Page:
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Sunday, April 22, 2012 - Page updated at 06:30 p.m.

Going beyond downtown Portland for cultural sights

By Michael Upchurch
Seattle Times arts writer

Not all of Portland's visual-art attractions are in the downtown core, but they're still easily reachable by foot or mass transit. If you're up for crossing a bridge over the Willamette River or heading toward the hills on the western horizon, you'll be rewarded. Here are three venues to seek out:

Oregon Museum of Science and Industry:) OMSI, like Seattle's Pacific Science Center, is aimed more at kids than adults. But the newly opened National Geographic Gallery should appeal to young and old alike. Its first show, "Ocean Soul: Photographs by Brian Skerry" (through July 10), is a dazzler.

Skerry has logged 10,000 hours underwater in locales that include Japan, New Zealand, Ireland, the Caribbean and the South Pacific. His images of sea angels, Humboldt squid and other creatures are an optimal blend of environmental consciousness-raising and colorful composition. And if you happen to be in Portland next weekend, don't miss OMSI's "The Art of the Brick" (through April 29). These Lego sculptures by Nathan Sawaya are a must-see, creating surreal visions of psyches under pressure: heads splitting apart, bodies dissolving in an imaginative variety of ways. They're the last thing you'd expect from children's toy materials. (1945 S.E. Water Ave., 503-797-4000 or www.omsi.edu)

The Architectural Heritage Center: On the east side of the Willamette, across from downtown's Waterfront Park, the AHC opened in 2005 in West's Block, a building dating from 1883. It focuses on building-preservation through a variety of programs and exhibits. Currently, "A Glaze of Glory" (a survey of vintage art-tile guest-curated by Seattle collector Ron Endlich) and "Glass Blast" (an exhibit of vintage glass doorknobs) are on display. (701 S.E. Grand Ave., 503-231-7264 or www.visitahc.org)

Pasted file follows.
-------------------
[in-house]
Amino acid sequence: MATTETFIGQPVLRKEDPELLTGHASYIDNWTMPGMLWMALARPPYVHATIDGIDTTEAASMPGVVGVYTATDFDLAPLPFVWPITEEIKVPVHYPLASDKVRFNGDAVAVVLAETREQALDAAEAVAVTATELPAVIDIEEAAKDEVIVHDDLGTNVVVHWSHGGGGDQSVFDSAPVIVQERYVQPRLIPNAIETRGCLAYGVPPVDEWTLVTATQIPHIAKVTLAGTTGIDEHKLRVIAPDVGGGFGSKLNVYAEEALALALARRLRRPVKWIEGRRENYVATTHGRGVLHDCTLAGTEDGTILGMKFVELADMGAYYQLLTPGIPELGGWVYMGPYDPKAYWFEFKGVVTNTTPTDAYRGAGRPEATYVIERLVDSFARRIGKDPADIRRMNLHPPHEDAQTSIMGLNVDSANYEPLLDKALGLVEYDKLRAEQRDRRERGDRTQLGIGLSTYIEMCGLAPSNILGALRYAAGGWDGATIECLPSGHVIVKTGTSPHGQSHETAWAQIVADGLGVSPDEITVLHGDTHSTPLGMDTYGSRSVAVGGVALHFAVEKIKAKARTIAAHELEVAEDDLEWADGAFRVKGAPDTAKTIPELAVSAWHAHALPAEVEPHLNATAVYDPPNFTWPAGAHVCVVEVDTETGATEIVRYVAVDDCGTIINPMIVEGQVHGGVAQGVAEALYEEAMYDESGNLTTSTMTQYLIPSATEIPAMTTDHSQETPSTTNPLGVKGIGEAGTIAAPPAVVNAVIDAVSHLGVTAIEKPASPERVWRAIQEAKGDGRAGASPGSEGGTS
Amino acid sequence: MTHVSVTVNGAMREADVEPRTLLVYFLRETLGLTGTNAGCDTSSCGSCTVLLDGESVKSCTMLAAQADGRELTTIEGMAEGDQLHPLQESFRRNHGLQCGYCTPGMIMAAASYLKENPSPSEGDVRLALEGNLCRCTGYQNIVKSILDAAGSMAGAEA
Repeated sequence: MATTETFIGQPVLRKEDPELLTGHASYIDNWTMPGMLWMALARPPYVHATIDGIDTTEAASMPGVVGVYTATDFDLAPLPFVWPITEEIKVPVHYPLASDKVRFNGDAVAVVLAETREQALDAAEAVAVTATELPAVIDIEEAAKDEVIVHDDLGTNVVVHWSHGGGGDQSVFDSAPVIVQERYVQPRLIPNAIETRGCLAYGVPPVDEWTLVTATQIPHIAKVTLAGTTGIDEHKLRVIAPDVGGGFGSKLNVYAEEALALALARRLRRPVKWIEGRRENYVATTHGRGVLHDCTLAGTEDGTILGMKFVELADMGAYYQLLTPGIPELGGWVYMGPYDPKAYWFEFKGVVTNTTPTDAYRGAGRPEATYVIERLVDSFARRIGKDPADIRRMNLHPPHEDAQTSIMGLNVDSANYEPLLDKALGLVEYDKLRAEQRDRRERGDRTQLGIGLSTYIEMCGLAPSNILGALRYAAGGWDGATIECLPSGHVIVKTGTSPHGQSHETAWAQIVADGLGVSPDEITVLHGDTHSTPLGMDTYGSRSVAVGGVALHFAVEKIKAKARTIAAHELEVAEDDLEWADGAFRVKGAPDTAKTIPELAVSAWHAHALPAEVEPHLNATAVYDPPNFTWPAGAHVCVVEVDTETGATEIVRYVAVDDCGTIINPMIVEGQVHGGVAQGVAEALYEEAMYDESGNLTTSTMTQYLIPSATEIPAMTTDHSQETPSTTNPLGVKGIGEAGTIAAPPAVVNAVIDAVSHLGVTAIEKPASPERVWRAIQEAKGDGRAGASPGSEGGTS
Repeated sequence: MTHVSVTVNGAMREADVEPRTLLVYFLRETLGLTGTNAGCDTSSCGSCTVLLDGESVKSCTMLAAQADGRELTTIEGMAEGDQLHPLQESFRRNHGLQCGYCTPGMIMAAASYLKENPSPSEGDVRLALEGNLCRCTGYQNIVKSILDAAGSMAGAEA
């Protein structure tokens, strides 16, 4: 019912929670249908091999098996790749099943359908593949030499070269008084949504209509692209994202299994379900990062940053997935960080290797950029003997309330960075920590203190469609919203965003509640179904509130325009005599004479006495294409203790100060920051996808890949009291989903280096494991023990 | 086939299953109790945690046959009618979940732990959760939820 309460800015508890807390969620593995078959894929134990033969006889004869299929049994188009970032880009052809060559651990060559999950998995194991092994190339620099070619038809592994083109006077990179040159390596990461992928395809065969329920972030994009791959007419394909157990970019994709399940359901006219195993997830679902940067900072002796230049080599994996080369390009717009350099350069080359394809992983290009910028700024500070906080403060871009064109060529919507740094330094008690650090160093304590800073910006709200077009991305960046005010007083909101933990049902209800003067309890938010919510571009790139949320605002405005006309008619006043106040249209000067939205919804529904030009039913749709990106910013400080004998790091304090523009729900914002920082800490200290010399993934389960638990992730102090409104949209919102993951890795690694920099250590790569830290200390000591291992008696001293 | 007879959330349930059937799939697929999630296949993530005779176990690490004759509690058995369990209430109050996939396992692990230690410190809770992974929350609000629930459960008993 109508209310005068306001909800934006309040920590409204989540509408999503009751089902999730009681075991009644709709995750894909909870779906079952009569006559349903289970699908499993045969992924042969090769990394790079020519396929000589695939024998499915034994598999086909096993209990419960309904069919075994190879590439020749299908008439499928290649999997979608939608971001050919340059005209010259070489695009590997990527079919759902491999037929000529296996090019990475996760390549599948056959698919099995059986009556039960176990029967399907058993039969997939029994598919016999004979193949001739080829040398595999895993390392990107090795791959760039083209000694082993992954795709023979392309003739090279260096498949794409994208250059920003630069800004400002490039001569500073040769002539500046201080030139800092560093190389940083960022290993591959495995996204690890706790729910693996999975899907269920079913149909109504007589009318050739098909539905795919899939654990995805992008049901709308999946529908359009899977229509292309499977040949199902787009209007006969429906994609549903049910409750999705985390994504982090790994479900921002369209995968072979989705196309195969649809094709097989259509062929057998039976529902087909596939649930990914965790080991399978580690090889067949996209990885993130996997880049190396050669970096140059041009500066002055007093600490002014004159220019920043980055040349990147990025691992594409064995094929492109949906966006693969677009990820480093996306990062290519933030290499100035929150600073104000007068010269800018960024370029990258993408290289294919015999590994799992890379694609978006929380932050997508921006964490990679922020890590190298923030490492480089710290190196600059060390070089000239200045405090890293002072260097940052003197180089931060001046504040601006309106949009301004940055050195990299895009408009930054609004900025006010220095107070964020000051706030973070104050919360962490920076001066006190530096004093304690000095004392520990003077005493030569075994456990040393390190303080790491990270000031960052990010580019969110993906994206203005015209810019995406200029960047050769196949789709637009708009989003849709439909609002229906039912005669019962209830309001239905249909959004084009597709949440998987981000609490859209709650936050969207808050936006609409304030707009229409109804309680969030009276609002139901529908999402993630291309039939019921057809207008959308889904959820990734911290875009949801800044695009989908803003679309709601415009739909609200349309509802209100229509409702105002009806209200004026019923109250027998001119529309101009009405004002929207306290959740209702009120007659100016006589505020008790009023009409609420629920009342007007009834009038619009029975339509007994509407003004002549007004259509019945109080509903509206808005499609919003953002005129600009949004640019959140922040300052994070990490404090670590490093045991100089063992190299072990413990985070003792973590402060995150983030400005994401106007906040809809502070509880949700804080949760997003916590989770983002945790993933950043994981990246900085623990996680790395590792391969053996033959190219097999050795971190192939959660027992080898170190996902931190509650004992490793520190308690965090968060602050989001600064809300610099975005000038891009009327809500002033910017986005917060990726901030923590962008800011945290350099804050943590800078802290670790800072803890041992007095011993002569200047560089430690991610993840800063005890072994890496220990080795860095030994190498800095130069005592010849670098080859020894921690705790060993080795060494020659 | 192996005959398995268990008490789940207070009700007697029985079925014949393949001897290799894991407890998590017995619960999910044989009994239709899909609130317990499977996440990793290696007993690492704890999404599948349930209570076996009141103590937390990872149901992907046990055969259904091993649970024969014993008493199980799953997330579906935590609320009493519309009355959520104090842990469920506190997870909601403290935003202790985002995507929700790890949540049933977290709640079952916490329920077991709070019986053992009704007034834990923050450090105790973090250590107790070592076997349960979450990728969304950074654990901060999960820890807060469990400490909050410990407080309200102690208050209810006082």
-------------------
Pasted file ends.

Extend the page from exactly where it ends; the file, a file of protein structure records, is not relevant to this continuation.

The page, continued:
Oregon Jewish Museum: Tucked away in the Alphabet District of northwest Portland, this exhibit space/research center focuses on the Jewish community in Oregon from 1850 to the present day. In the art gallery, "Transport — Works by Henk Pander and Esther Podemski" (through May 20) offers contrasting takes to World War II memory. Pander, drawing from childhood memories of Nazi-occupied Holland, has a striking, fluid touch in his watercolor and ink-wash pictures — "Burying the Silver," "The Hideout" — and is a little more stilted in his oil-on-linen reworking of the same subject matter. Podemski pushes her images in a more abstract direction as she addresses the realities of the nightmare world her Polish-Jewish father escaped. "Night Sky Steam" and the three-panel "From a Moving Train" are especially evocative. (1953 N.W. Kearney St., 503-226-3600 or www.ojm.org)

A final note: Portland's Eastside arts venues, very sensibly, do a First Friday at the beginning of every month to avoid conflict with the downtown core's First Thursday (www.padaoregon.org). Go to www.firstfridayguide.com to get a ton of information on First Friday exhibits across the Willamette.

Michael Upchurch: mupchurch@seattletimes.com

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